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EUR/USD continues to trade close to two year lows, after markets hopes that the Federal Reserve  would take action were dashed. Minutes of the Fed’s June policy meeting indicated  that Fed would continue to stand on the sidelines and not take any significant monetary measures to stimulate the US economy. Today’s key  release is the US Unemployment Claims.

Here’s an update on technicals, fundamentals and what’s going on in the markets.

EUR/USD Technicals

  • Asian session: Euro/dollar dropped to a low of 1.2224, consolidating at 1.2237. In the European session, the pair has edged downwards.
  • Current range: 1.22 to 1.2288.

  • Further levels in both directions:
  • Below: 1.22, 1.2150, 1.20 and 1.1876.
  • Above: 1.2280, 1.2330, 1.2360, 1.24, 1.2440, 1.2520 and 1.2624.
  • 1.2330 is the next serious line of resistance.
  • 1.22 is only a minor line before the clear historic separator of 1.2150.

Euro/Dollar  edges downwards after release of Fed minutes  – click on the graph to enlarge.

EUR/USD Fundamentals

  • 5:30  French CPI. Exp. -0.1%. Actual: 0.0%.
  • 6:00 German WPI. Exp. -0.5%. Actual: -1.1%.
  • 8:00 ECB Monthly Bulletin.
  • 9:00 Euro-zone Industrial Production. Exp. 0.0%.
  • 12:00 ECB President Draghi Speaks.
  • 12:30 US Unemployment Claims. Exp. 376K. See how to trade this event with USD/JPY.
  • 12:30 US Import Prices. Exp. -1.5%.
  • 14:30 US Natural Gas Storage. Exp. 27B.
  • 17:00 US 30-year Bond Auction.
  • 18:00 Federal Budget Balance. Exp. -91.7B.
  • 19:40 FOMC Member John Williams Speaks.

For more events and lines, see the Euro to dollar forecast

EUR/USD Sentiment

  • Federal Reserve  takes no action:  The Federal Reserve  released the minutes of its June monetary policy meeting, but the markets did not really like what they heard. The Fed  repeated and restated that  that it would consider taking monetary measures to stimulate the economy, but only if  the economy deteriorated.  The markets had hoped to see more  aggressive action from the Fed  to prop up the sluggish US economy. Bottom  line?  QE3 looks very, very unlikely, although the Fed  has left the door open for action, if needed.  For the  time being, Operation Twist is as far  as the Fed is willing to go, unless things get worse. A lack of QE is bullish for the US dollar, which improved slightly against the euro following the release of the minutes.
  • Eurogroup meeting ends on disappointing note:  At this  week’s Eurogroup meeting, finance ministers was supposed to take concrete steps towards implementing the decisions agreed to at the EU Summit. However, no agreement was reached on a crucial issue – the use of rescue funds to intervene in bond markets and lower Spain and Italy’s borrowing costs,which are threatening to spiral out of control. The finance ministers did agreed to extend Spain’s deadline to reach budget targets to 2014, and stated that EUR 30 billion in aid would be made available to Spanish banks by the end of July.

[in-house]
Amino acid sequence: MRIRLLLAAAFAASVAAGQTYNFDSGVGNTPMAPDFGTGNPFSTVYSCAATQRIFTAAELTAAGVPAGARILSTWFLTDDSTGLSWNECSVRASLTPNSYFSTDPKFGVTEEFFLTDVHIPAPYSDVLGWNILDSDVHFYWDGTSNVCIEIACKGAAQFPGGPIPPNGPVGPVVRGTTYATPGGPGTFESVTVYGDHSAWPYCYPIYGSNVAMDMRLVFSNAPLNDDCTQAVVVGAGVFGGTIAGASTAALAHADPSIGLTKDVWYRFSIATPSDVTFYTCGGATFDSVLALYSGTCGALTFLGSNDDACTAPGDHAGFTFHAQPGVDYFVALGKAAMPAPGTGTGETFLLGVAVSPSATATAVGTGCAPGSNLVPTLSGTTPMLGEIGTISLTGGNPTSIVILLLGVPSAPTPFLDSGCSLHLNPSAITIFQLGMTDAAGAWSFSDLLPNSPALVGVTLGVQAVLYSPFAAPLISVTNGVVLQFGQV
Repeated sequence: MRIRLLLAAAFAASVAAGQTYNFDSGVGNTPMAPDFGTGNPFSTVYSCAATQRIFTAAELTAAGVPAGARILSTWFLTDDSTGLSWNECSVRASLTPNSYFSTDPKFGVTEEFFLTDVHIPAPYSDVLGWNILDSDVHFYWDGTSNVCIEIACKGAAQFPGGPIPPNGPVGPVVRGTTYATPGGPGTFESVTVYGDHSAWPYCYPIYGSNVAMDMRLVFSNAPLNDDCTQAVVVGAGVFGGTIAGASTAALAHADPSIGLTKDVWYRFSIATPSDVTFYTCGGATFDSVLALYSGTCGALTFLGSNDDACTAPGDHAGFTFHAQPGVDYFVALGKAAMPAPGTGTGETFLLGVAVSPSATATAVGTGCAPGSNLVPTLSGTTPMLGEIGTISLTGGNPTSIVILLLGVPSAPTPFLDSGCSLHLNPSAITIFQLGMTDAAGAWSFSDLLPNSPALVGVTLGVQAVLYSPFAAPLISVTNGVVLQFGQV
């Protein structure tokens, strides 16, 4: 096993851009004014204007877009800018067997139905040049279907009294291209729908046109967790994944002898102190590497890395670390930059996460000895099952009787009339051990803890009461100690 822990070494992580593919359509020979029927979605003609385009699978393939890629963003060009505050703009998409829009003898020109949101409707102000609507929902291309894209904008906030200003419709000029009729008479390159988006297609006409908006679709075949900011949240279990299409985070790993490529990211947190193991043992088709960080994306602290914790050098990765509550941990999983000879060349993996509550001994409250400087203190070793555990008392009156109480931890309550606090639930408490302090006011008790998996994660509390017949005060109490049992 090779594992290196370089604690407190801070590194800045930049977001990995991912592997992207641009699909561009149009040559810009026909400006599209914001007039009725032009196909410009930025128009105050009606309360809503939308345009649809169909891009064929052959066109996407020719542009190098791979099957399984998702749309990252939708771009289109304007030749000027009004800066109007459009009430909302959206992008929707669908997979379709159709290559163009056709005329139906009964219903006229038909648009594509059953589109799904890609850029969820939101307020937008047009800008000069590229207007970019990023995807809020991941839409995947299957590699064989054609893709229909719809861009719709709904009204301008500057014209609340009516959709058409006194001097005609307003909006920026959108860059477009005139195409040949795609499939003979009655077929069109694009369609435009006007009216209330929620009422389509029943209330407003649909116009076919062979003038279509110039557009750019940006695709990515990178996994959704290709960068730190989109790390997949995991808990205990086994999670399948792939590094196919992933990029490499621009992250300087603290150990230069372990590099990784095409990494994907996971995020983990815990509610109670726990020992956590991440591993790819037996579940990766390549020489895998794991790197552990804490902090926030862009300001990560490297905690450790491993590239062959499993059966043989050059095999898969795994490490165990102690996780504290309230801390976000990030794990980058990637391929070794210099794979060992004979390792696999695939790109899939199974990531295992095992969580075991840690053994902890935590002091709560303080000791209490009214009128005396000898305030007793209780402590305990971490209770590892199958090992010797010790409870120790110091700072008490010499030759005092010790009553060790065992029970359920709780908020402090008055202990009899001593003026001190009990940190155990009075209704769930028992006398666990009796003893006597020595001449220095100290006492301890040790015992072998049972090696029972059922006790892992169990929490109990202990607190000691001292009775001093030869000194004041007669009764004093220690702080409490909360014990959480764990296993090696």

• Spain announces austerity measures: Spain is in bad shape, with an ailing bank sector, declining economic growth  and a staggering unemployment rate of 24%. Under strong pressure from the EU, the government  announced a EUR 65 billion  austerity plan, which includes a sales tax hike  and slashing government expenditures including unemployment  benefits.  The  announcement has already drawn  sharp criticism in Spain, and many analysts feel that these measures will only prolong Spain’s recession.
  • ESM hits legal hurdle: The European Stability Mechanism, which is the Euro-zone’s rescue fund, was supposed to come into effect on July 1. However, the German Constitutional Court has delayed its decision on whether the ESM complies with German law.  ESM cannot go ahead without German support, so for now, the ball is in the hands of the court.
  • Euro  remains at two-year lows  following ECB rate cut: Last week, the European Central Bank cut its benchmark lending rate to a new historic low of 0.75% and also eliminated the deposit rate from the previous 0.25%. The move came after more QE from the UK and a rate cut from China. The impact on the euro from these moves by central banks was quite negative: a drop of over 100 pips in a short time, as the currency is now trading  close to two-year lows against the  US dollar.  Draghi added fuel to the fire by saying that downside risks have materialized. He called the ESF unusable and stated that ESM is the preferred mechanism for relief funds.
  • Is Italy next candidate for bailout?: Italian PM Mario Monti has asked for help from Germany and the ECB as the Italian economy sputters. The Euro-zone’s third largest economy is suffering from a problematic banking system, and GBP is contracting. This may explode later on. Here is more about a potential Italian bailout.